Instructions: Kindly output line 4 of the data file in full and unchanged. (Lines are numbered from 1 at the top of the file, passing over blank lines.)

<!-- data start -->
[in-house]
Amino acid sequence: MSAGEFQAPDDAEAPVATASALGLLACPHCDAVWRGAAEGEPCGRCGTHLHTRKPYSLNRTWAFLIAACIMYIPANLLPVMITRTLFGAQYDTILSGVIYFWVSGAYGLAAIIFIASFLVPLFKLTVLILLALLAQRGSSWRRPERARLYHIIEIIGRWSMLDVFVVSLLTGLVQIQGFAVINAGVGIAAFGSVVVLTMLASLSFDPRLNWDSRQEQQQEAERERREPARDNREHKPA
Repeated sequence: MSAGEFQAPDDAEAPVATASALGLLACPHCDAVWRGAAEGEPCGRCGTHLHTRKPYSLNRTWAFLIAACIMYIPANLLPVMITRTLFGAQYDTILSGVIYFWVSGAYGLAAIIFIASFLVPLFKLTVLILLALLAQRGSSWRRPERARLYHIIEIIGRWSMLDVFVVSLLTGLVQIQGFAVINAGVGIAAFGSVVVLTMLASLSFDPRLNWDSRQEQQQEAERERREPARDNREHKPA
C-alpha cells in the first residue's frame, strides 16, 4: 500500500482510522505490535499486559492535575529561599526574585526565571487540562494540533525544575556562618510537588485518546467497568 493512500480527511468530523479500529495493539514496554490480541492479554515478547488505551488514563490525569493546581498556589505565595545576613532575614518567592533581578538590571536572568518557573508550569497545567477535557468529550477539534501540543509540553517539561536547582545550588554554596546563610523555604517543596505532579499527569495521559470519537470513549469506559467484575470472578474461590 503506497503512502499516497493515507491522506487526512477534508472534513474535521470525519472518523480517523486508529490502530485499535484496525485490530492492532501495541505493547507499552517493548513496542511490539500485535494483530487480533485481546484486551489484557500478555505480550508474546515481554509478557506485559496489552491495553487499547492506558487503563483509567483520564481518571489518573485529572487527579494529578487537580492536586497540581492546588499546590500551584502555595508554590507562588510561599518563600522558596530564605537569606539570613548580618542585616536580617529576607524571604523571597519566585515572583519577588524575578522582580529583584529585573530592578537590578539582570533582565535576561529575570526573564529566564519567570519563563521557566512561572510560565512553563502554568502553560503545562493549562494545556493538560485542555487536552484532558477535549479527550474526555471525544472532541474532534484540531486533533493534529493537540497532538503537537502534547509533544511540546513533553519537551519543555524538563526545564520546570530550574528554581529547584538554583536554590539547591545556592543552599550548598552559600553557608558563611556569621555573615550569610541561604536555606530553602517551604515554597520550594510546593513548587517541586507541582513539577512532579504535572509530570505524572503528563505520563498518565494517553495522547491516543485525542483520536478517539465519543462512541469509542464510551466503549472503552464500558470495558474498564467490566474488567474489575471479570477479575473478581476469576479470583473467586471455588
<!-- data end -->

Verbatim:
C-alpha cells in the first residue's frame, strides 16, 4: 500500500482510522505490535499486559492535575529561599526574585526565571487540562494540533525544575556562618510537588485518546467497568 493512500480527511468530523479500529495493539514496554490480541492479554515478547488505551488514563490525569493546581498556589505565595545576613532575614518567592533581578538590571536572568518557573508550569497545567477535557468529550477539534501540543509540553517539561536547582545550588554554596546563610523555604517543596505532579499527569495521559470519537470513549469506559467484575470472578474461590 503506497503512502499516497493515507491522506487526512477534508472534513474535521470525519472518523480517523486508529490502530485499535484496525485490530492492532501495541505493547507499552517493548513496542511490539500485535494483530487480533485481546484486551489484557500478555505480550508474546515481554509478557506485559496489552491495553487499547492506558487503563483509567483520564481518571489518573485529572487527579494529578487537580492536586497540581492546588499546590500551584502555595508554590507562588510561599518563600522558596530564605537569606539570613548580618542585616536580617529576607524571604523571597519566585515572583519577588524575578522582580529583584529585573530592578537590578539582570533582565535576561529575570526573564529566564519567570519563563521557566512561572510560565512553563502554568502553560503545562493549562494545556493538560485542555487536552484532558477535549479527550474526555471525544472532541474532534484540531486533533493534529493537540497532538503537537502534547509533544511540546513533553519537551519543555524538563526545564520546570530550574528554581529547584538554583536554590539547591545556592543552599550548598552559600553557608558563611556569621555573615550569610541561604536555606530553602517551604515554597520550594510546593513548587517541586507541582513539577512532579504535572509530570505524572503528563505520563498518565494517553495522547491516543485525542483520536478517539465519543462512541469509542464510551466503549472503552464500558470495558474498564467490566474488567474489575471479570477479575473478581476469576479470583473467586471455588